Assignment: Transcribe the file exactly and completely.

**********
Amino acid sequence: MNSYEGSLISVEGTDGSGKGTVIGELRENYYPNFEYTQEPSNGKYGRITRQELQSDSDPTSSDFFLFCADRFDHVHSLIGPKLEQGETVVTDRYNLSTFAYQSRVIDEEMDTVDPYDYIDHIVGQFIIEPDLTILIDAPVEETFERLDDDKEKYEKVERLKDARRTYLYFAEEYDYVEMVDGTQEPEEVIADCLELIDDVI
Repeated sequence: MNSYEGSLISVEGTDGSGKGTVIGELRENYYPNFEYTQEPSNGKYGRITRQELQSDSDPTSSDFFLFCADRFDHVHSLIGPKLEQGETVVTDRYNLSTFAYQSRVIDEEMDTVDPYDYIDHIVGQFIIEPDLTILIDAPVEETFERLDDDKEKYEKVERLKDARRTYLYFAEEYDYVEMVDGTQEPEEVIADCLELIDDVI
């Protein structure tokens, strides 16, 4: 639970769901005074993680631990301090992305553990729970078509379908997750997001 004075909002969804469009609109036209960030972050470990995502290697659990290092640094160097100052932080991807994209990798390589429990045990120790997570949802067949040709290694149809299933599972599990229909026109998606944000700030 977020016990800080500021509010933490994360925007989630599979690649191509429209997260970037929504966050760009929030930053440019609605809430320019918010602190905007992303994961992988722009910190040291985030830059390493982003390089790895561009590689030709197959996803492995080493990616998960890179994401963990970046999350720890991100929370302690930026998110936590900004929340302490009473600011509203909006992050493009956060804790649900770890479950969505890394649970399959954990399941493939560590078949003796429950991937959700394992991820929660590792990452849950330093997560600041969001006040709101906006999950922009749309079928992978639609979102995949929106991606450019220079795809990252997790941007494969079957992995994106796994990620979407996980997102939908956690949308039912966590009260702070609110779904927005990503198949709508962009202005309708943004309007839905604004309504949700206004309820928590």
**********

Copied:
Amino acid sequence: MNSYEGSLISVEGTDGSGKGTVIGELRENYYPNFEYTQEPSNGKYGRITRQELQSDSDPTSSDFFLFCADRFDHVHSLIGPKLEQGETVVTDRYNLSTFAYQSRVIDEEMDTVDPYDYIDHIVGQFIIEPDLTILIDAPVEETFERLDDDKEKYEKVERLKDARRTYLYFAEEYDYVEMVDGTQEPEEVIADCLELIDDVI
Repeated sequence: MNSYEGSLISVEGTDGSGKGTVIGELRENYYPNFEYTQEPSNGKYGRITRQELQSDSDPTSSDFFLFCADRFDHVHSLIGPKLEQGETVVTDRYNLSTFAYQSRVIDEEMDTVDPYDYIDHIVGQFIIEPDLTILIDAPVEETFERLDDDKEKYEKVERLKDARRTYLYFAEEYDYVEMVDGTQEPEEVIADCLELIDDVI
């Protein structure tokens, strides 16, 4: 639970769901005074993680631990301090992305553990729970078509379908997750997001 004075909002969804469009609109036209960030972050470990995502290697659990290092640094160097100052932080991807994209990798390589429990045990120790997570949802067949040709290694149809299933599972599990229909026109998606944000700030 977020016990800080500021509010933490994360925007989630599979690649191509429209997260970037929504966050760009929030930053440019609605809430320019918010602190905007992303994961992988722009910190040291985030830059390493982003390089790895561009590689030709197959996803492995080493990616998960890179994401963990970046999350720890991100929370302690930026998110936590900004929340302490009473600011509203909006992050493009956060804790649900770890479950969505890394649970399959954990399941493939560590078949003796429950991937959700394992991820929660590792990452849950330093997560600041969001006040709101906006999950922009749309079928992978639609979102995949929106991606450019220079795809990252997790941007494969079957992995994106796994990620979407996980997102939908956690949308039912966590009260702070609110779904927005990503198949709508962009202005309708943004309007839905604004309504949700206004309820928590």